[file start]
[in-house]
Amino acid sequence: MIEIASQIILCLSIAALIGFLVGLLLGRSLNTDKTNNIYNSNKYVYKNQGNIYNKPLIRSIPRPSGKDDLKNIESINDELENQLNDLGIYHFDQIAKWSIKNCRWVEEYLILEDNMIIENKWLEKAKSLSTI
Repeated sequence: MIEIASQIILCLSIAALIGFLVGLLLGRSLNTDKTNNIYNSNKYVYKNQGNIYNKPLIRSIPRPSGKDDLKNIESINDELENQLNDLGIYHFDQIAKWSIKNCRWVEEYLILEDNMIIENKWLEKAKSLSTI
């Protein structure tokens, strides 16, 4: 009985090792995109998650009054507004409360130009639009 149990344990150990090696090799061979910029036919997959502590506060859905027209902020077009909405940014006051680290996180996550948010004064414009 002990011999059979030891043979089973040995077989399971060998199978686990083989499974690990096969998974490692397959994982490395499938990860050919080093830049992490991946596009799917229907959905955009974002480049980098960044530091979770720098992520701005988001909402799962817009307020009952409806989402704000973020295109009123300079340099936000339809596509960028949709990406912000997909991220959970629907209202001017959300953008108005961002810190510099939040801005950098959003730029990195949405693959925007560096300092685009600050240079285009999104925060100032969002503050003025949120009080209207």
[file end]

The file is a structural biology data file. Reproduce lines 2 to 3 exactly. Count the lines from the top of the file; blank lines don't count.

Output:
Amino acid sequence: MIEIASQIILCLSIAALIGFLVGLLLGRSLNTDKTNNIYNSNKYVYKNQGNIYNKPLIRSIPRPSGKDDLKNIESINDELENQLNDLGIYHFDQIAKWSIKNCRWVEEYLILEDNMIIENKWLEKAKSLSTI
Repeated sequence: MIEIASQIILCLSIAALIGFLVGLLLGRSLNTDKTNNIYNSNKYVYKNQGNIYNKPLIRSIPRPSGKDDLKNIESINDELENQLNDLGIYHFDQIAKWSIKNCRWVEEYLILEDNMIIENKWLEKAKSLSTI